From the Hardcover edition.
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Over the past thirty years, while the United States has turned either a blind or dismissive eye, Iran has emerged as a nation every bit as capable of altering America’s destiny as traditional superpowers Russia and China. Indeed, one of this book’s central arguments is that, in some ways, Iran’s grip on America’s future is even tighter.

As ex–CIA operative Robert Baer masterfully shows, Iran has maneuvered itself into the elite superpower ranks by exploiting Americans’ false perceptions of what Iran is—by letting us believe it is a country run by scowling religious fanatics, too preoccupied with theocratic jostling and terrorist agendas to strengthen its political and economic foundations.

The reality is much more frightening—and yet contained in the potential catastrophe is an implicit political response that, if we’re bold enough to adopt it, could avert disaster.

Baer’s on-the-ground sleuthing and interviews with key Middle East players—everyone from an Iranian ayatollah to the king of Bahrain to the head of Israel’s internal security—paint a picture of the centuries-old Shia nation that is starkly the opposite of the one normally drawn. For example, Iran’s hate-spouting President Ahmadinejad is by no means the true spokesman for Iranian foreign policy, nor is Iran making it the highest priority to become a nuclear player.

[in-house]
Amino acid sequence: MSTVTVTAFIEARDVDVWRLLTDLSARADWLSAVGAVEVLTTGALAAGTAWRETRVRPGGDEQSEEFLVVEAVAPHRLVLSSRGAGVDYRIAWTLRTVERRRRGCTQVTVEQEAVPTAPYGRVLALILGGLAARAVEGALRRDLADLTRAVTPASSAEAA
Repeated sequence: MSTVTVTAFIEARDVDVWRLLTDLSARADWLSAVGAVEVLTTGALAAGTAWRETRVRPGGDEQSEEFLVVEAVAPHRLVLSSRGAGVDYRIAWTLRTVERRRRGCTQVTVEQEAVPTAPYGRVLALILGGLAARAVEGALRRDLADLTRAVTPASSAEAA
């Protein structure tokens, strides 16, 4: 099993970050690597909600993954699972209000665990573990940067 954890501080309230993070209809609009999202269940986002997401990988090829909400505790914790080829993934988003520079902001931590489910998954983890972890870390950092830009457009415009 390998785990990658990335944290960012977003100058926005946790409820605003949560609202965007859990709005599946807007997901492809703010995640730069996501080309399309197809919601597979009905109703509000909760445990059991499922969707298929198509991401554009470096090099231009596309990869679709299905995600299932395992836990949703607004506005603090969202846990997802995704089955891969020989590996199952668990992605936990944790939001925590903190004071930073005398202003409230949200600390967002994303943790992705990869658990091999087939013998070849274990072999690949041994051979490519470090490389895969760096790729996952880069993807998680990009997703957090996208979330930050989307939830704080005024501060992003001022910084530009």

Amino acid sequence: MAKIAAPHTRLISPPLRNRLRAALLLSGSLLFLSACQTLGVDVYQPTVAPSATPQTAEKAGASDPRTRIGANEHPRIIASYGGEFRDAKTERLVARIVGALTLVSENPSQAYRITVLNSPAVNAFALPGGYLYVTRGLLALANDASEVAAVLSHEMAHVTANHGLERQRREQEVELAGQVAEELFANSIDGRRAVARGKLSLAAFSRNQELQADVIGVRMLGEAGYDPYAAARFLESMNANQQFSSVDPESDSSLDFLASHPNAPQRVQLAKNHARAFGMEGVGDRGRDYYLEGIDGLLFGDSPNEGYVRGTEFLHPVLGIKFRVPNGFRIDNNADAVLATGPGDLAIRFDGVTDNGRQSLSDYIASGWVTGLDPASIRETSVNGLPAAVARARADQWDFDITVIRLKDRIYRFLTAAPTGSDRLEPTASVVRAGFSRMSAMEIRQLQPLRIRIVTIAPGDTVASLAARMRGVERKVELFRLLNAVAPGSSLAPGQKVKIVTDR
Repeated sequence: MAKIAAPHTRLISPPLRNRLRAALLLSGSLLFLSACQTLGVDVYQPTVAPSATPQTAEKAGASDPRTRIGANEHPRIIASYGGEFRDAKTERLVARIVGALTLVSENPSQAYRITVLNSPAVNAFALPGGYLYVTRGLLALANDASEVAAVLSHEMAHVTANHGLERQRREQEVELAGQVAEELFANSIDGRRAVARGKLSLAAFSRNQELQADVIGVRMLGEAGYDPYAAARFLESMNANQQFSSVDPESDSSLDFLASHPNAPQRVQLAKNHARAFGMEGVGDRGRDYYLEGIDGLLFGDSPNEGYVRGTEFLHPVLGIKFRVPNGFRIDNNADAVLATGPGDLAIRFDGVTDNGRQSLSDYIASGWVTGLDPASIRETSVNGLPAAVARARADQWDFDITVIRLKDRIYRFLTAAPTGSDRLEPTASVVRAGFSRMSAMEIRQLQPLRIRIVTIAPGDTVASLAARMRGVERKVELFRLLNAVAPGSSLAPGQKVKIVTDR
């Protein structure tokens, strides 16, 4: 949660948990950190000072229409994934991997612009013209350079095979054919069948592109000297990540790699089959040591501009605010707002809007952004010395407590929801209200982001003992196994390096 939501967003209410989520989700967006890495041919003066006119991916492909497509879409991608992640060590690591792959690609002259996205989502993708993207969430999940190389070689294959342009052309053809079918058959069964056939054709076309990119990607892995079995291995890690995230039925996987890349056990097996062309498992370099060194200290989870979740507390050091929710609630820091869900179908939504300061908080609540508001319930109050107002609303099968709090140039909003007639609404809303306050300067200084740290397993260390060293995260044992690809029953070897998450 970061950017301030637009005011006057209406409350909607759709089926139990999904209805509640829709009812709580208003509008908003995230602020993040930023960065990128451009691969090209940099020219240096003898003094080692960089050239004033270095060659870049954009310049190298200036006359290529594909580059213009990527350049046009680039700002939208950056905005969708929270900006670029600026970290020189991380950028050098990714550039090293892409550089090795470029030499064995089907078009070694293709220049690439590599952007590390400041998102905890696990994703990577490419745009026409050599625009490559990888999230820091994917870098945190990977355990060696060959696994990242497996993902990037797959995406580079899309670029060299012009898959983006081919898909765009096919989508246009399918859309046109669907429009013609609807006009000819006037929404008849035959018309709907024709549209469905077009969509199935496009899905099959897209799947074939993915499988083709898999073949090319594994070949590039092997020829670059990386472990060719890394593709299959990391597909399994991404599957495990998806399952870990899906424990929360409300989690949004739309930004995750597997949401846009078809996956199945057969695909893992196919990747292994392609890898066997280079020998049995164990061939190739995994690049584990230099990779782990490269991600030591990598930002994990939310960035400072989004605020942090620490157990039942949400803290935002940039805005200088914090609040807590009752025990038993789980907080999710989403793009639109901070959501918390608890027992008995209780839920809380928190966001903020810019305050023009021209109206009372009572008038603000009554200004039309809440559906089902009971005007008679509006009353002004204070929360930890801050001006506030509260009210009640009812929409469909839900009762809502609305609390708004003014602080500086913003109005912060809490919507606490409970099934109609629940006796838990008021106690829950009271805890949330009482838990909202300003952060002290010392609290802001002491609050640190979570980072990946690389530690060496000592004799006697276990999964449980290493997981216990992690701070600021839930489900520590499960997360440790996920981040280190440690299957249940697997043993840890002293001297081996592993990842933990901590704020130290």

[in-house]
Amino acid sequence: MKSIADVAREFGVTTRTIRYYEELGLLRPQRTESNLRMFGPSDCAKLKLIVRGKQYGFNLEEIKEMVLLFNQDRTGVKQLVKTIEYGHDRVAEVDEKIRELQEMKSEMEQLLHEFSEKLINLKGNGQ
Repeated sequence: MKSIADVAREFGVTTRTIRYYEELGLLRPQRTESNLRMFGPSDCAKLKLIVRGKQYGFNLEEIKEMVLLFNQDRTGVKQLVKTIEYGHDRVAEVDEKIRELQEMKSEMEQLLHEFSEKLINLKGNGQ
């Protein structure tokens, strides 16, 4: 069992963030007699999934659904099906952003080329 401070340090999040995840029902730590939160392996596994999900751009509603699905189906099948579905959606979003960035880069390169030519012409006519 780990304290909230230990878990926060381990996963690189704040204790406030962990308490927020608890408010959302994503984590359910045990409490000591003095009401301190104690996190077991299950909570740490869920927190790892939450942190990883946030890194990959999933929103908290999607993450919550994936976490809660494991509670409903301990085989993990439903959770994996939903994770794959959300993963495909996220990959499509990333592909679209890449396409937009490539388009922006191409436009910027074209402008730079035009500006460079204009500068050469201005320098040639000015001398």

Even so, Baer has discovered that Iran is currently engaged in a soft takeover of the Middle East, that the proxy method of war-making and co-option it perfected with Hezbollah in Lebanon is being exported throughout the region, that Iran now controls a significant portion of Iraq, that it is extending its influence over Jordan and Egypt, that the Arab Emirates and other Gulf States are being pulled into its sphere, and that it will shortly have a firm hold on the world’s oil spigot.

By mixing anecdotes with information gleaned from clandestine sources, Baer superbly demonstrates that Iran, far from being a wild-eyed rogue state, is a rational actor—one skilled in the game of nations and so effective at thwarting perceived Western colonialism that even rival Sunnis relish fighting under its banner.

For U.S. policy makers, the choices have narrowed: either cede the world’s most important energy corridors to a nation that can match us militarily with its asymmetric capabilities (which include the use of suicide bombers)—or deal with the devil we know. We might just find that in allying with Iran, we’ll have increased not just our own security but that of all Middle East nations.The alternative—to continue goading Iran into establishing hegemony over the Muslim world—is too chilling to contemplate.